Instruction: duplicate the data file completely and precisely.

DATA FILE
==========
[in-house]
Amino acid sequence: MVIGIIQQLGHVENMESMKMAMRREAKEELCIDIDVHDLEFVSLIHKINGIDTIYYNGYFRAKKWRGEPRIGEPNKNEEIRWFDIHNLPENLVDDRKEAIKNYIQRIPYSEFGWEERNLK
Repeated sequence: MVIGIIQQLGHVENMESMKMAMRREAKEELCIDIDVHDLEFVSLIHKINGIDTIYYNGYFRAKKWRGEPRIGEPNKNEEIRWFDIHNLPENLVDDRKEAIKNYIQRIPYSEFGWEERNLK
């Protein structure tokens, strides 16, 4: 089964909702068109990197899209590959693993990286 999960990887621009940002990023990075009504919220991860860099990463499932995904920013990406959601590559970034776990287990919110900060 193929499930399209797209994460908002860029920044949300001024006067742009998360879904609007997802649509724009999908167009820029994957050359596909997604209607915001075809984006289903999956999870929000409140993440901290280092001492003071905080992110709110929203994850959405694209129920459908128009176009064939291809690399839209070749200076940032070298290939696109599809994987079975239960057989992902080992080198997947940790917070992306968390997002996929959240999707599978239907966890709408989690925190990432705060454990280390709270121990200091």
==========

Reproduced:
[in-house]
Amino acid sequence: MVIGIIQQLGHVENMESMKMAMRREAKEELCIDIDVHDLEFVSLIHKINGIDTIYYNGYFRAKKWRGEPRIGEPNKNEEIRWFDIHNLPENLVDDRKEAIKNYIQRIPYSEFGWEERNLK
Repeated sequence: MVIGIIQQLGHVENMESMKMAMRREAKEELCIDIDVHDLEFVSLIHKINGIDTIYYNGYFRAKKWRGEPRIGEPNKNEEIRWFDIHNLPENLVDDRKEAIKNYIQRIPYSEFGWEERNLK
């Protein structure tokens, strides 16, 4: 089964909702068109990197899209590959693993990286 999960990887621009940002990023990075009504919220991860860099990463499932995904920013990406959601590559970034776990287990919110900060 193929499930399209797209994460908002860029920044949300001024006067742009998360879904609007997802649509724009999908167009820029994957050359596909997604209607915001075809984006289903999956999870929000409140993440901290280092001492003071905080992110709110929203994850959405694209129920459908128009176009064939291809690399839209070749200076940032070298290939696109599809994987079975239960057989992902080992080198997947940790917070992306968390997002996929959240999707599978239907966890709408989690925190990432705060454990280390709270121990200091």